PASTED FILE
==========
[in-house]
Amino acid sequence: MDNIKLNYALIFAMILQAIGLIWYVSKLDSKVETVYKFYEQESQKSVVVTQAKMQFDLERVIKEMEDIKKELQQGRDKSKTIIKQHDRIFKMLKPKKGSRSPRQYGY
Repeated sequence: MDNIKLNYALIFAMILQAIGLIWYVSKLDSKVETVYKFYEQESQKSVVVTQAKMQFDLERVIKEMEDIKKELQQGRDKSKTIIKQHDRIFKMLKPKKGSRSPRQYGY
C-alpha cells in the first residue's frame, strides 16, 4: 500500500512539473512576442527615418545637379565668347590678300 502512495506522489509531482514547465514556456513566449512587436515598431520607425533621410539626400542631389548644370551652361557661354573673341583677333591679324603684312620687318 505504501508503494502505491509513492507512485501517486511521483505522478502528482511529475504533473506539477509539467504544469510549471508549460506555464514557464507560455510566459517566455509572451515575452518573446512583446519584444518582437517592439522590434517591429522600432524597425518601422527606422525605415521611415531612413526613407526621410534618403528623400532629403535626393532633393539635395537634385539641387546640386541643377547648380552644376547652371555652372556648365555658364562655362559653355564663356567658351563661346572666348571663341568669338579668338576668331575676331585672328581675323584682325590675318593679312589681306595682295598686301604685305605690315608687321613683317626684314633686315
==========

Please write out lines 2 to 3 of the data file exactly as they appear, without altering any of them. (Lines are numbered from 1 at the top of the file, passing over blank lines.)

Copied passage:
Amino acid sequence: MDNIKLNYALIFAMILQAIGLIWYVSKLDSKVETVYKFYEQESQKSVVVTQAKMQFDLERVIKEMEDIKKELQQGRDKSKTIIKQHDRIFKMLKPKKGSRSPRQYGY
Repeated sequence: MDNIKLNYALIFAMILQAIGLIWYVSKLDSKVETVYKFYEQESQKSVVVTQAKMQFDLERVIKEMEDIKKELQQGRDKSKTIIKQHDRIFKMLKPKKGSRSPRQYGY